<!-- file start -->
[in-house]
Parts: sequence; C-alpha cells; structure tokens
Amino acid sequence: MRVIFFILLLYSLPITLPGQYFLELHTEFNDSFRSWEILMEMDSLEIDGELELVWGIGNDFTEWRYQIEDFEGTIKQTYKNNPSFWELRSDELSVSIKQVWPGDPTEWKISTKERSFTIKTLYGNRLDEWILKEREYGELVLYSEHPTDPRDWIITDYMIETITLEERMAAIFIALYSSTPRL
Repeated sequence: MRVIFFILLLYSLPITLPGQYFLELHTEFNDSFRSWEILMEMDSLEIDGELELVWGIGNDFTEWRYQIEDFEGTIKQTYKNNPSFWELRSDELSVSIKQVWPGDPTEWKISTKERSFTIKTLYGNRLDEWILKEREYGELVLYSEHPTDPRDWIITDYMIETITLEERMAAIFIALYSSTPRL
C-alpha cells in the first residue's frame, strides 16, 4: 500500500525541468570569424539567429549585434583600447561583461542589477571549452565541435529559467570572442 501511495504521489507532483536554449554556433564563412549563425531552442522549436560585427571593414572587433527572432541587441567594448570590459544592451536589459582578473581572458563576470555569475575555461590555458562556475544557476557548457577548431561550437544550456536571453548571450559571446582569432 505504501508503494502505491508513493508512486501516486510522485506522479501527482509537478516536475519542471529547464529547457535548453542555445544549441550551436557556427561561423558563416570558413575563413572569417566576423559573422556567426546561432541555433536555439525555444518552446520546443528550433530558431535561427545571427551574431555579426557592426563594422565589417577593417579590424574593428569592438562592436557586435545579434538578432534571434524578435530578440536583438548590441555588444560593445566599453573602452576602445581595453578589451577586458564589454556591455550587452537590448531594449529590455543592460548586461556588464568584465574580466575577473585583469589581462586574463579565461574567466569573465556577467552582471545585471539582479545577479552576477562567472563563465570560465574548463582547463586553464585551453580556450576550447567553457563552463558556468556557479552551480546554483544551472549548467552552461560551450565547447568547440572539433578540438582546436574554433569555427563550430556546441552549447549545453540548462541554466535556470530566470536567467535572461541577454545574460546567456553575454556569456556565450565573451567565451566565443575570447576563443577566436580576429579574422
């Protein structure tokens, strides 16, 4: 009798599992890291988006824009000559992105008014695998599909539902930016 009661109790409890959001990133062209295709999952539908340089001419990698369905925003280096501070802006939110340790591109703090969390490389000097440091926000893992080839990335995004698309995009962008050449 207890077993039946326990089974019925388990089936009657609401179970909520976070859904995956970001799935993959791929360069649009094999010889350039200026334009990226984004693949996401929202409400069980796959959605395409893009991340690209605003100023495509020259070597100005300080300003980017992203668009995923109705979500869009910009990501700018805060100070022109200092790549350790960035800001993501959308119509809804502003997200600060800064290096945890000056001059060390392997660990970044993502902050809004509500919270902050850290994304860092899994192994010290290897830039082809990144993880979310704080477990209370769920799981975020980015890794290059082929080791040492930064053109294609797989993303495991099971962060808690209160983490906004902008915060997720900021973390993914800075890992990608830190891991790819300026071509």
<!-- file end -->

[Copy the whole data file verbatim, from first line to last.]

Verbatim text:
[in-house]
Parts: sequence; C-alpha cells; structure tokens
Amino acid sequence: MRVIFFILLLYSLPITLPGQYFLELHTEFNDSFRSWEILMEMDSLEIDGELELVWGIGNDFTEWRYQIEDFEGTIKQTYKNNPSFWELRSDELSVSIKQVWPGDPTEWKISTKERSFTIKTLYGNRLDEWILKEREYGELVLYSEHPTDPRDWIITDYMIETITLEERMAAIFIALYSSTPRL
Repeated sequence: MRVIFFILLLYSLPITLPGQYFLELHTEFNDSFRSWEILMEMDSLEIDGELELVWGIGNDFTEWRYQIEDFEGTIKQTYKNNPSFWELRSDELSVSIKQVWPGDPTEWKISTKERSFTIKTLYGNRLDEWILKEREYGELVLYSEHPTDPRDWIITDYMIETITLEERMAAIFIALYSSTPRL
C-alpha cells in the first residue's frame, strides 16, 4: 500500500525541468570569424539567429549585434583600447561583461542589477571549452565541435529559467570572442 501511495504521489507532483536554449554556433564563412549563425531552442522549436560585427571593414572587433527572432541587441567594448570590459544592451536589459582578473581572458563576470555569475575555461590555458562556475544557476557548457577548431561550437544550456536571453548571450559571446582569432 505504501508503494502505491508513493508512486501516486510522485506522479501527482509537478516536475519542471529547464529547457535548453542555445544549441550551436557556427561561423558563416570558413575563413572569417566576423559573422556567426546561432541555433536555439525555444518552446520546443528550433530558431535561427545571427551574431555579426557592426563594422565589417577593417579590424574593428569592438562592436557586435545579434538578432534571434524578435530578440536583438548590441555588444560593445566599453573602452576602445581595453578589451577586458564589454556591455550587452537590448531594449529590455543592460548586461556588464568584465574580466575577473585583469589581462586574463579565461574567466569573465556577467552582471545585471539582479545577479552576477562567472563563465570560465574548463582547463586553464585551453580556450576550447567553457563552463558556468556557479552551480546554483544551472549548467552552461560551450565547447568547440572539433578540438582546436574554433569555427563550430556546441552549447549545453540548462541554466535556470530566470536567467535572461541577454545574460546567456553575454556569456556565450565573451567565451566565443575570447576563443577566436580576429579574422
């Protein structure tokens, strides 16, 4: 009798599992890291988006824009000559992105008014695998599909539902930016 009661109790409890959001990133062209295709999952539908340089001419990698369905925003280096501070802006939110340790591109703090969390490389000097440091926000893992080839990335995004698309995009962008050449 207890077993039946326990089974019925388990089936009657609401179970909520976070859904995956970001799935993959791929360069649009094999010889350039200026334009990226984004693949996401929202409400069980796959959605395409893009991340690209605003100023495509020259070597100005300080300003980017992203668009995923109705979500869009910009990501700018805060100070022109200092790549350790960035800001993501959308119509809804502003997200600060800064290096945890000056001059060390392997660990970044993502902050809004509500919270902050850290994304860092899994192994010290290897830039082809990144993880979310704080477990209370769920799981975020980015890794290059082929080791040492930064053109294609797989993303495991099971962060808690209160983490906004902008915060997720900021973390993914800075890992990608830190891991790819300026071509």